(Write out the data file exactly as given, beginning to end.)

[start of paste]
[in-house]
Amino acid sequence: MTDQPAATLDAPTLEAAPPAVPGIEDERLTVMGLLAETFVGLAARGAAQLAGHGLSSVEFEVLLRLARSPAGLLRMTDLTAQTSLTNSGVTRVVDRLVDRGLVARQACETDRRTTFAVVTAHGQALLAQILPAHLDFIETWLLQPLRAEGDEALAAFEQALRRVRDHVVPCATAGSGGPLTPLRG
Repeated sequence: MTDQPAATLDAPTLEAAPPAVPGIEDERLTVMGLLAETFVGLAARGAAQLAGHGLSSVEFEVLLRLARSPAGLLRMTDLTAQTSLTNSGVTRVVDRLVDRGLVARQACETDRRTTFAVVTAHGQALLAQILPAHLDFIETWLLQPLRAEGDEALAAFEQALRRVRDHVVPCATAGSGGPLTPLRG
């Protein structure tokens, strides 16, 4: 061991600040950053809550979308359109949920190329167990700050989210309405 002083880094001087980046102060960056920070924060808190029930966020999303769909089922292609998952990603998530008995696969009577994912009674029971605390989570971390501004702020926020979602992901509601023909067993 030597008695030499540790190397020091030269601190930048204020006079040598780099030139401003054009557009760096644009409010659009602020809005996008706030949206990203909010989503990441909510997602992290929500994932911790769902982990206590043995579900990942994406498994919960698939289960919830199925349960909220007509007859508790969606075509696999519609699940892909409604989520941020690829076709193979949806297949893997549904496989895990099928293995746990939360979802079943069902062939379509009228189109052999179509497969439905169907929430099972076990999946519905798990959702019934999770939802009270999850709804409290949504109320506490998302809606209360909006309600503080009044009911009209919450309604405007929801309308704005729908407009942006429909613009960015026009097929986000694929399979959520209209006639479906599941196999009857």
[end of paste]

[in-house]
Amino acid sequence: MTDQPAATLDAPTLEAAPPAVPGIEDERLTVMGLLAETFVGLAARGAAQLAGHGLSSVEFEVLLRLARSPAGLLRMTDLTAQTSLTNSGVTRVVDRLVDRGLVARQACETDRRTTFAVVTAHGQALLAQILPAHLDFIETWLLQPLRAEGDEALAAFEQALRRVRDHVVPCATAGSGGPLTPLRG
Repeated sequence: MTDQPAATLDAPTLEAAPPAVPGIEDERLTVMGLLAETFVGLAARGAAQLAGHGLSSVEFEVLLRLARSPAGLLRMTDLTAQTSLTNSGVTRVVDRLVDRGLVARQACETDRRTTFAVVTAHGQALLAQILPAHLDFIETWLLQPLRAEGDEALAAFEQALRRVRDHVVPCATAGSGGPLTPLRG
């Protein structure tokens, strides 16, 4: 061991600040950053809550979308359109949920190329167990700050989210309405 002083880094001087980046102060960056920070924060808190029930966020999303769909089922292609998952990603998530008995696969009577994912009674029971605390989570971390501004702020926020979602992901509601023909067993 030597008695030499540790190397020091030269601190930048204020006079040598780099030139401003054009557009760096644009409010659009602020809005996008706030949206990203909010989503990441909510997602992290929500994932911790769902982990206590043995579900990942994406498994919960698939289960919830199925349960909220007509007859508790969606075509696999519609699940892909409604989520941020690829076709193979949806297949893997549904496989895990099928293995746990939360979802079943069902062939379509009228189109052999179509497969439905169907929430099972076990999946519905798990959702019934999770939802009270999850709804409290949504109320506490998302809606209360909006309600503080009044009911009209919450309604405007929801309308704005729908407009942006429909613009960015026009097929986000694929399979959520209209006639479906599941196999009857």